Following the “Best Practices for Boosting Enrollment in Oncology Trials” webcast  – I wanted to explore a topic that received a lot of interest and feedback – the use of social media and technology for patient recruitment in oncology trials.

In our experience, we have seen that social media channels can provide a great opportunity to bring awareness to clinical trials and help boost enrollment. On the flip side, it can also present unique challenges with regards to privacy and HIPPA concerns, patient accessibility, site time to administer, and the physician-driven nature of oncology trial enrollment.

Curious to know how our webcast attendees have utilized social media for their own trials, we presented them with a polling question:

If you’re using social media for oncology enrollment, what is your most valuable channel?

  • Online communities, Advocacy Groups (54%)
  • Facebook (16%)
  • LinkedIn (14%)
  • Other (9%)
  • Twitter (7%)

For those indicating leveraging other channels, we received feedback from a number of attendees that also turn to to post trial information, others create specialized websites that provide study details, and some rely on blog discussion forums (although one attendee noted that editors frequently suppress comments as they consider it “advertising”).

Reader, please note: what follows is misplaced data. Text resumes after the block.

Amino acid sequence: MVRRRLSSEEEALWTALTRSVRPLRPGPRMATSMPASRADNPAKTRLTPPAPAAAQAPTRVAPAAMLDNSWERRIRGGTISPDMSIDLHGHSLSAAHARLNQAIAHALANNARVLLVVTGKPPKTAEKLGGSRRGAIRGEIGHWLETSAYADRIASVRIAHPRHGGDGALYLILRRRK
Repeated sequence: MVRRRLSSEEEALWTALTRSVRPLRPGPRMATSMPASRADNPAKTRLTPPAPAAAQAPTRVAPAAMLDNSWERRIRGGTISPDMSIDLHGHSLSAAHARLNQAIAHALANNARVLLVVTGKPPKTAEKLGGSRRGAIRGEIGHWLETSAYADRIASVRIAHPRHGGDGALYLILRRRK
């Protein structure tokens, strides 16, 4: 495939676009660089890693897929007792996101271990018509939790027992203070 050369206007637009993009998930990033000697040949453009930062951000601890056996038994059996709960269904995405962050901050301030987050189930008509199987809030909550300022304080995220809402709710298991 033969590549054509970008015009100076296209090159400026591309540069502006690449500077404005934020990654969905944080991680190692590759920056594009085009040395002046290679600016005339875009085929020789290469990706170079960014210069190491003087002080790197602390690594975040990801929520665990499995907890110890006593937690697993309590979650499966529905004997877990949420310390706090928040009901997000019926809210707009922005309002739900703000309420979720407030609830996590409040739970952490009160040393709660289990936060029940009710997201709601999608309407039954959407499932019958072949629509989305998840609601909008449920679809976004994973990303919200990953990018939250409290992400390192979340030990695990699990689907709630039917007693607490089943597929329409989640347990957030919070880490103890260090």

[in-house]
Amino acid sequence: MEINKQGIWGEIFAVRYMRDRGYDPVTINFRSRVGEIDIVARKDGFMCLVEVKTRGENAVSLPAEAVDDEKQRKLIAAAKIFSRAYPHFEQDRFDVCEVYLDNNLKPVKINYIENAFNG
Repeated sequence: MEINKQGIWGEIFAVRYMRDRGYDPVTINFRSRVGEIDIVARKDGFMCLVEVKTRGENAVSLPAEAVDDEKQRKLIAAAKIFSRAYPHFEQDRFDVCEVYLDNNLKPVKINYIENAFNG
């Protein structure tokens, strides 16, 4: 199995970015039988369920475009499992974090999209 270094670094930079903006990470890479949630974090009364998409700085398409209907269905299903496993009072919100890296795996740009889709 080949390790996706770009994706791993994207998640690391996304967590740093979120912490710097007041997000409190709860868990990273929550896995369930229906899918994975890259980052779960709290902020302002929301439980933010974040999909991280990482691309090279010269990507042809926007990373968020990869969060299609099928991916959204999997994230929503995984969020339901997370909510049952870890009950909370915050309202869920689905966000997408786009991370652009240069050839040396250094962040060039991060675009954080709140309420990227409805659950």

From a study site perspective, my colleague Chris shared that she has also seen utilized in patient recruitment. Specifically, at the University of Kansas, she’s had qualified patients come in who found out about, or had a family member refer them to, a clinical trial after searching and finding details on the site.

An interesting question brought up during the webcast by an attendee centered on the IRB approval process for social media posts. How can we begin to address approval concerns for social media content?  Chris advised that in the case of any trial-related information communicated across social media platforms at the University of Kansas, content is generic, re-purposed information that has already been approved in another form, such as a patient recruitment letter or a flyer, for example.

The use of social media and technology are closely related when revving up enrollment for your oncology trial. Traditionally, in clinical research, the conservatives have outnumbered the pioneers with regards to the use of technology to recruit patients.  This has to change.  We’ve observed several interesting examples of technology applications we think could make great strides in streamlining the recruitment process:

  • Smartphone apps – Novartis has ClinicalTrialSeek and VaxTrak available for both Android and Apple devices that lets patients search NIH data for clinical trials that could be a fit
  • SMS texts – this is the preferred communication medium for many patients
  • iPads – Shire is using iPads to improve the informed consent process

Technology also has the potential to free the trial participant from the need to visit the study site as often by turning devices such as smartphones into glucometers, spirometers and blood pressure monitors – taking away another objection about participating in a clinical trial – extra site visits.

To learn more on this topic, you can watch the recorded webcast “Best Practices for Boosting Enrollment in Oncology Trials” on-demand here.